A public apology has been made on social media, but is it too little too late?
A public apology has been made on social media, but is it too little too late? Luka Kauzlaric

Truck driver admits to online trolling

ONE TRUCK driver has come out and publicly apologised to Ulmarra residents after making a series of offensive comments on their community Facebook page last week.

"I would firstly like to apologise for ALL of my previous comments on both fb pages," the post stated.

"My attitude was out of line, rude and aggressive.

"Ulmarra is a beautiful little town!"

The apology appeared on social media a few days after the offensive comments were posted.

However, administrators had blocked his account, so the response almost went unnoticed until it was brought to the attention of its members this week.

Residents have welcomed the admission, but some have said they're not entirely convinced the apology is genuine.

"Considering the abusive nature and context of the vulgar, profanity-filled posts, the one-line apology and subsequent justification for the rants seemed completely inappropriate," one Ulmarra resident said.

After the two-sentence apology, the man goes on to detail the reasons why truck drivers are reacting in an inappropriate manner.

"We are sick of being treated like crap just because we drive a rig," he said.

"Your attempts to effect change in your community by drawing the spotlight on us in this manner, it cuts deep into the growing anti-Australian attitude of creating unnecessary trouble for otherwise innocent people."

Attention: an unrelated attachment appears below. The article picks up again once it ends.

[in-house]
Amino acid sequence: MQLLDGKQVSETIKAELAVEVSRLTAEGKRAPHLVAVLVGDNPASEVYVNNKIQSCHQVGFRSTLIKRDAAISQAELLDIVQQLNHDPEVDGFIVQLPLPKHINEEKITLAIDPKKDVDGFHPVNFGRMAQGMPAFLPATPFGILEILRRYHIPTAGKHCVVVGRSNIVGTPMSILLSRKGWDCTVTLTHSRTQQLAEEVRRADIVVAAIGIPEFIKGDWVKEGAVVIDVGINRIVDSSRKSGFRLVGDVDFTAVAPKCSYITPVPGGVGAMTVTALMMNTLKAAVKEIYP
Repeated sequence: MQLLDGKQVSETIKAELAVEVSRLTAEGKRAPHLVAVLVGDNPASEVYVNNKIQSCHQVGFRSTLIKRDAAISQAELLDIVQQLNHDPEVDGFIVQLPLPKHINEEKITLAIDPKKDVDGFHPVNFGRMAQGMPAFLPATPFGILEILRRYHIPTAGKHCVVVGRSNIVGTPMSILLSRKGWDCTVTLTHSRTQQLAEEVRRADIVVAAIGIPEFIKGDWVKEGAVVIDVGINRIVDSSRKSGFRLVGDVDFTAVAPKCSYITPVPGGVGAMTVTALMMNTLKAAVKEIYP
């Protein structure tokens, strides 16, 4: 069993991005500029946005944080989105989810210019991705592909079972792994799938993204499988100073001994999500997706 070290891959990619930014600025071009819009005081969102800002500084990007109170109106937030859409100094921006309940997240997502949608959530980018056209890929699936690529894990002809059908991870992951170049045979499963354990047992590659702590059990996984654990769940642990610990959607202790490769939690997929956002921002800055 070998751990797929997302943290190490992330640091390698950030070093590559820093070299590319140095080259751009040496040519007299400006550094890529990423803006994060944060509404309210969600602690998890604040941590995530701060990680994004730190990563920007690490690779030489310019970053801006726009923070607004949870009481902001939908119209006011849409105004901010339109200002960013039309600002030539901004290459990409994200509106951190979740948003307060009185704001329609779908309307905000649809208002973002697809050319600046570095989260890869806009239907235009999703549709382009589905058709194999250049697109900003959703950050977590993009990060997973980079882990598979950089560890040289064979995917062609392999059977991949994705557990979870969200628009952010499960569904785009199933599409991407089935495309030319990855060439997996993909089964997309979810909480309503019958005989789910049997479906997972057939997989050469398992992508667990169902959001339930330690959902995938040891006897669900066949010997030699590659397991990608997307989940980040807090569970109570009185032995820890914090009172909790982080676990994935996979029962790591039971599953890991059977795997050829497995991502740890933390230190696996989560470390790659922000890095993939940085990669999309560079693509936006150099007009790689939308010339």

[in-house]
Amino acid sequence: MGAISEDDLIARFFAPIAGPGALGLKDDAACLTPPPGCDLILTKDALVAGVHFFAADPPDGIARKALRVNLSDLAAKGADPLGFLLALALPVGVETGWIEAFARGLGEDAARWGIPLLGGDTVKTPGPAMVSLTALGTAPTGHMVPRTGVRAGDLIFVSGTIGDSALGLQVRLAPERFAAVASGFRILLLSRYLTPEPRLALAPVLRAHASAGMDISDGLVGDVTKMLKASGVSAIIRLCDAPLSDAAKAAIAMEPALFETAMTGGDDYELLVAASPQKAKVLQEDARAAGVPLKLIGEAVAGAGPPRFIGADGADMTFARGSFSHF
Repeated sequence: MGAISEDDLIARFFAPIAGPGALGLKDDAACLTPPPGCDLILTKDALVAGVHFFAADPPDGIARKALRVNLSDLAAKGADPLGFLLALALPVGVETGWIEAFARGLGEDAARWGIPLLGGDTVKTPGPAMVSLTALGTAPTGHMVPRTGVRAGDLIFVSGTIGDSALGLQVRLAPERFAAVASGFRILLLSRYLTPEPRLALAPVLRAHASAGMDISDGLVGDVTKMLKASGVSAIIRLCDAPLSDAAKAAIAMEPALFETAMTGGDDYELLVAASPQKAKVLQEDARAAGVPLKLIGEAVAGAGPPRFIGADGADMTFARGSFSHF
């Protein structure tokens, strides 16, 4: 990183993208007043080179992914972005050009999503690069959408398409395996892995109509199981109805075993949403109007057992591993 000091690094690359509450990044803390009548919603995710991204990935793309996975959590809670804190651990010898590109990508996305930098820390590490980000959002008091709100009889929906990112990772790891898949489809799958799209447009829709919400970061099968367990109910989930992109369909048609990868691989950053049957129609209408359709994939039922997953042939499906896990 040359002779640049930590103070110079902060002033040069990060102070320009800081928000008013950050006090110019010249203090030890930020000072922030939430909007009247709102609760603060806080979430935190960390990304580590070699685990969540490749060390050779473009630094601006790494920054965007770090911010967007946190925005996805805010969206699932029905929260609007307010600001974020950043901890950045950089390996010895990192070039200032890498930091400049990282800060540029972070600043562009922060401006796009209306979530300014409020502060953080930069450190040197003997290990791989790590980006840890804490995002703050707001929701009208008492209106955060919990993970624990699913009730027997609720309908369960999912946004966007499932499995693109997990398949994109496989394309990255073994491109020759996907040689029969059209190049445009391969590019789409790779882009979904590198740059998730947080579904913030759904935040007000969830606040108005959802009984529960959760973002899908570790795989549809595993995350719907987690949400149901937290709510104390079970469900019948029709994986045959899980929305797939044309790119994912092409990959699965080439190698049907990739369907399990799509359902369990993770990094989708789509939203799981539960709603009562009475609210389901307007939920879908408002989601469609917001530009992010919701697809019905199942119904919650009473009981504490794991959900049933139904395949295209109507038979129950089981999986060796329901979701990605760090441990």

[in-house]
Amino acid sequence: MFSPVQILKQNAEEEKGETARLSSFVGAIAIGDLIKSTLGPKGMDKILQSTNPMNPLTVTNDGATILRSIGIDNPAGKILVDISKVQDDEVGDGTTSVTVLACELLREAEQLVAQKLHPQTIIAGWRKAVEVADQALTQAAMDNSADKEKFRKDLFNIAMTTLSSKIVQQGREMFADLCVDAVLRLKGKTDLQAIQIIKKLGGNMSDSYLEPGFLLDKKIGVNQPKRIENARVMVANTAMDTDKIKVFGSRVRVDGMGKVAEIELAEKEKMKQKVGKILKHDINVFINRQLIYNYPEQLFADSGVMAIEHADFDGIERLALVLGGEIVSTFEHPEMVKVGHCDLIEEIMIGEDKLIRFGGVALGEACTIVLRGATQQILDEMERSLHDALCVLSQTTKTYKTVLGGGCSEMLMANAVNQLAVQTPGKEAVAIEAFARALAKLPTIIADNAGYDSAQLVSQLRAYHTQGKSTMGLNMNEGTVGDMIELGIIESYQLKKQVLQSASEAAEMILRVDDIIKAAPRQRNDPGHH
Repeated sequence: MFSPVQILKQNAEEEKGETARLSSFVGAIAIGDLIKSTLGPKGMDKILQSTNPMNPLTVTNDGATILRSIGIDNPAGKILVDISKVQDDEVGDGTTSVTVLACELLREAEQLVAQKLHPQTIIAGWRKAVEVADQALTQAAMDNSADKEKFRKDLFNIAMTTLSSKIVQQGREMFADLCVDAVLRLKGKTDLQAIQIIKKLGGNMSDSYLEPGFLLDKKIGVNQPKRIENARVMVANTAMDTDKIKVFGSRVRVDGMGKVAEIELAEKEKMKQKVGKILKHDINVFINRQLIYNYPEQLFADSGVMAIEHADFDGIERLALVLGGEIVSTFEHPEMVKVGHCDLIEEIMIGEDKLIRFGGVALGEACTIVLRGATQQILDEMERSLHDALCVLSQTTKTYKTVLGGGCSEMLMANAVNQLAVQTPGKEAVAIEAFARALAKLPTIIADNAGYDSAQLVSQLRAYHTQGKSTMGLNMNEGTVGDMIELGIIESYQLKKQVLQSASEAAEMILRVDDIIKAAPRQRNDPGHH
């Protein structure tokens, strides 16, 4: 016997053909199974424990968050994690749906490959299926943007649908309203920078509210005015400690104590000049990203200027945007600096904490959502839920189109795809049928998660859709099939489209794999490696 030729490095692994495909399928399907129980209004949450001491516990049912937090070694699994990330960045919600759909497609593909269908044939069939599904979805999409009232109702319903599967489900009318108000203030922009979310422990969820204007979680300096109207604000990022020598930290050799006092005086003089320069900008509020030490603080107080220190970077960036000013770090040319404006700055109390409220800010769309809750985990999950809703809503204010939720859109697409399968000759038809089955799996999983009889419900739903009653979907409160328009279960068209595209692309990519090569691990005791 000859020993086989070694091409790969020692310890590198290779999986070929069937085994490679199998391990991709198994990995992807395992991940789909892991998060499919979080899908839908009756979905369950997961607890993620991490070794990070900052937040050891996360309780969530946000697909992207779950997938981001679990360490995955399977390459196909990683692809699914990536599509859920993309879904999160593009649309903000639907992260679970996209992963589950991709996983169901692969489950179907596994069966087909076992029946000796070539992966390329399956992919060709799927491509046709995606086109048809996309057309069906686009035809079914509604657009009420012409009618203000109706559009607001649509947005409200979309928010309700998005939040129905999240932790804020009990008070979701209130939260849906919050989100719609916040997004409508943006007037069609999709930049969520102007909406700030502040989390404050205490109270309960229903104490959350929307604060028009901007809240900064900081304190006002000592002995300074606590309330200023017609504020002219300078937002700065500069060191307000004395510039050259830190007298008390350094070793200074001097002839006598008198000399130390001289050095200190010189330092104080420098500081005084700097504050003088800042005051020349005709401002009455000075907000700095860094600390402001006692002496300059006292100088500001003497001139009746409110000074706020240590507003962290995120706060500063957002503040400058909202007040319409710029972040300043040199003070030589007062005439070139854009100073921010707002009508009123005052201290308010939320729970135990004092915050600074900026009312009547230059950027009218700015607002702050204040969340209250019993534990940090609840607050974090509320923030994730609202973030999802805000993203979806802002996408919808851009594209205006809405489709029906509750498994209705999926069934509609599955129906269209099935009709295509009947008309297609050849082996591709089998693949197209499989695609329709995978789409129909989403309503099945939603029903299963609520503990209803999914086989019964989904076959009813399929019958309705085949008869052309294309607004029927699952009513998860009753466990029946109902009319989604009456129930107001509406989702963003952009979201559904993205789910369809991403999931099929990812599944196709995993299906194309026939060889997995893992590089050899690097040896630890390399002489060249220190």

However, it appears the keyboard warriors and 'rogue' drivers, as the man describes them in his post, have cast the spotlight on themselves by choosing to harass residents online and on the road.

From the beginning of the Let's Not Wait campaign, residents have made it clear that speeding and/or fatigued motorists of all classes of vehicle were the focus, not the behaviour of individual truck drivers.

But rather than receive support to make the road safer for all motorists, they have instead been subjected to continued harassment.

"We have been selfless in our support of accident victims but enough is enough," one resident said.

"We expect respect... for the speed limit, respect for the community and safety of the residents in our village from all motorists."

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